Give Your Liver a Little Love With Protein
By Joy Stephenson-Laws, J.D., Founder
Did you know that your liver is responsible for more than 500 vital functions and weighs about three pounds, making it the body’s largest solid internal organ?
“Among its many jobs are converting food into fuel, processing fat from your blood, clearing harmful toxins, and making proteins that help your blood clot,” according to Harvard Health.
“Yet this hard-working, supersized organ is susceptible to a dangerous and often hard-to-diagnose condition called nonalcoholic fatty liver disease, or NAFLD.”
It is normal for the liver to have some fat, but if more than five to 10 percent of the liver’s weight is fat, then it is considered to be a fatty liver. To put it simply, NAFLD is a fatty liver usually caused by a poor diet and obesity and occurs in people who drink little to no alcohol.
(There is also alcoholic fatty liver disease).
NAFLD is the most common type of liver disease, estimated to currently affect between 80 to 100 million Americans.
“The disease raises your risk of heart disease and left untreated, NAFLD also can lead to an inflamed liver, a condition called nonalcoholic steatohepatitis (NASH). In fact, as many as 40% of people with NAFLD develop NASH. NASH can lead to scarring of the liver; severe scarring, called cirrhosis, increases your risk of liver cancer,” (Harvard Health).
You also do not have to be overweight or obese in order to develop NAFLD. You can actually look pretty slender but still have a fatty liver.
So, the obvious way to help prevent and manage NAFLD is to control your weight and lead a healthy lifestyle by eating healthily and exercising regularly, but you also may want to focus on your protein intake.
Generally, our bodies require six groups of nutrients to stay healthy: water, carbohydrates, fats, vitamins, minerals and protein. And we need the right balance of each of these nutrients to remain healthy.Protein may protect the liver.
You may already know that protein is a nutrient key in muscle building and repair, but you may not know that protein may also be key in protecting against fatty liver. A recent study found evidence which suggested that a high-protein, reduced caloric diet prevented fat from accumulating in the liver more than a low-protein diet.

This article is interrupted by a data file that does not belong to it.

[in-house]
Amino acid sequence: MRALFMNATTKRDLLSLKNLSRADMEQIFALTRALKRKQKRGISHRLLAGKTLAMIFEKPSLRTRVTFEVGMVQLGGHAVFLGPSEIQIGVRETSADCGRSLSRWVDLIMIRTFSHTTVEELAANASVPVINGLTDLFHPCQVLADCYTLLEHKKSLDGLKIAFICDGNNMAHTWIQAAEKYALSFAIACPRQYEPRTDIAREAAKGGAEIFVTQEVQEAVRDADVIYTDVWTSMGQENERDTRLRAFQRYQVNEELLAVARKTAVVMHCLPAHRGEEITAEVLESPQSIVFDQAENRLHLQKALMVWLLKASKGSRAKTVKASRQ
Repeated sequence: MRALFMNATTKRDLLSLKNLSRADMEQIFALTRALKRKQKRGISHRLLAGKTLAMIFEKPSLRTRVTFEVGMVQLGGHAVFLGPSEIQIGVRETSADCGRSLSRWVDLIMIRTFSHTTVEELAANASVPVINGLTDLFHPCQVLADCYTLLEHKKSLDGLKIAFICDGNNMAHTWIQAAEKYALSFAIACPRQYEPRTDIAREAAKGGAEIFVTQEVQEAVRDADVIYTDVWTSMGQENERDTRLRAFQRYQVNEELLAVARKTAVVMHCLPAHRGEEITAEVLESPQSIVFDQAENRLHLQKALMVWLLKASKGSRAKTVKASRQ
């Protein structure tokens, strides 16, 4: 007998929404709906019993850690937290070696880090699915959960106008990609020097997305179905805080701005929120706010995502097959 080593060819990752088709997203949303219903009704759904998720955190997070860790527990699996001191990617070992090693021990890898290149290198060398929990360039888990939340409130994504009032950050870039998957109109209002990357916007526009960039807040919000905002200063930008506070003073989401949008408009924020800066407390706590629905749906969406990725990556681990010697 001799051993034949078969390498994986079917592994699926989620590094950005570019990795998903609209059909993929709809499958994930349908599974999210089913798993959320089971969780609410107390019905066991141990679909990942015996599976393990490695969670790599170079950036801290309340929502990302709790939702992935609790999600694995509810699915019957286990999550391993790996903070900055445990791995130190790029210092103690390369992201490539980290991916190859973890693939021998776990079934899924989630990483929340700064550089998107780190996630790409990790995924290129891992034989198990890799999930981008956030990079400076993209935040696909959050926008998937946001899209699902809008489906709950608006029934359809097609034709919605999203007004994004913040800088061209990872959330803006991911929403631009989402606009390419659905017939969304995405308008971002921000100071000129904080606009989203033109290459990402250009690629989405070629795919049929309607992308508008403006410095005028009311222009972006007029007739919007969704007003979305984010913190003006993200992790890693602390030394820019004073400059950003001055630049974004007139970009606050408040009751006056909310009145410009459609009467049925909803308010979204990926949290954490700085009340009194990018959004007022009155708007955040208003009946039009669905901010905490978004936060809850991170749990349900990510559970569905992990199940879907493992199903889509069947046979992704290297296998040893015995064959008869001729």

The study examined obese people with NAFLD. For three weeks, some of the participants followed a high-protein diet while the others followed a low-protein diet. All of the participants also underwent weight loss surgery and because of this samples of their livers were collected.
According to a recent report discussing the study, “Analysis of the samples showed that a calorie-reduced, high-protein diet decreased liver fat more effectively than a calorie-reduced, low-protein diet: while the liver-fat content in the high-protein group decreased by around 40 percent, the amount of fat in the liver samples of the low-protein group remained unchanged.”
Furthermore, regardless of diet type, all the participants lost around the same amount of weight.
"If the results continue to be confirmed in larger studies, the recommendation for an increased intake of protein together with a healthy low-fat diet as part of an effective fatty liver therapy could find its way into medical practice," said one of the lead researchers.
I like these findings, because it just goes to show us, once again, how powerful diet can be and how critical it is to get adequate amounts of key nutrients. Talk to your doctor about what amount of protein is appropriate for you. You can also ask for a blood test that will determine if you are at risk for NAFLD.
There are plenty of healthy protein sources out there to choose from (both animal and plant-based):
- Nut butters
- Chicken breast
- Cottage cheese
- Greek yogurt
- Pumpkin seeds
Remember, it serves a critical role in our health.
Enjoy your healthy life!
Disclaimer: This article is not intended to provide medical advice. Please consult with your doctor or another competent healthcare practitioner to get specific medical advice for your situation.
The pH professional health care team includes recognized experts from a variety of health care and related disciplines, including physicians, attorneys, nutritionists, nurses and certified fitness instructors. This team also includes the members of the pH Medical Advisory Board, which constantly monitors all pH programs, products and services. To learn more about the pH Medical Advisory Board, click here.